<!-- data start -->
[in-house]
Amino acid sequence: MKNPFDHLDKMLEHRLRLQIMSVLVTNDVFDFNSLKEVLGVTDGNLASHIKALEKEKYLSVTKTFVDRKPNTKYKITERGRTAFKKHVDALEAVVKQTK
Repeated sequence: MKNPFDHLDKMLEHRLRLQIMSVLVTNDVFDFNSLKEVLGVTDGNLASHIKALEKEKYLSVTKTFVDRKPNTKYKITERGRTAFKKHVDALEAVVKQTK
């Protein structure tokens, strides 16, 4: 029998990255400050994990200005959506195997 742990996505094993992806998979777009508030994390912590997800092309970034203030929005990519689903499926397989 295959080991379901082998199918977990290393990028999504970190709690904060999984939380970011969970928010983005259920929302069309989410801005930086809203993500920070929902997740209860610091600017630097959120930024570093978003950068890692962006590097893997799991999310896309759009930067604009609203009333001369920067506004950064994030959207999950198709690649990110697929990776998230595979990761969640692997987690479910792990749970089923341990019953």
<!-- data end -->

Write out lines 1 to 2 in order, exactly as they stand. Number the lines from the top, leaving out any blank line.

[in-house]
Amino acid sequence: MKNPFDHLDKMLEHRLRLQIMSVLVTNDVFDFNSLKEVLGVTDGNLASHIKALEKEKYLSVTKTFVDRKPNTKYKITERGRTAFKKHVDALEAVVKQTK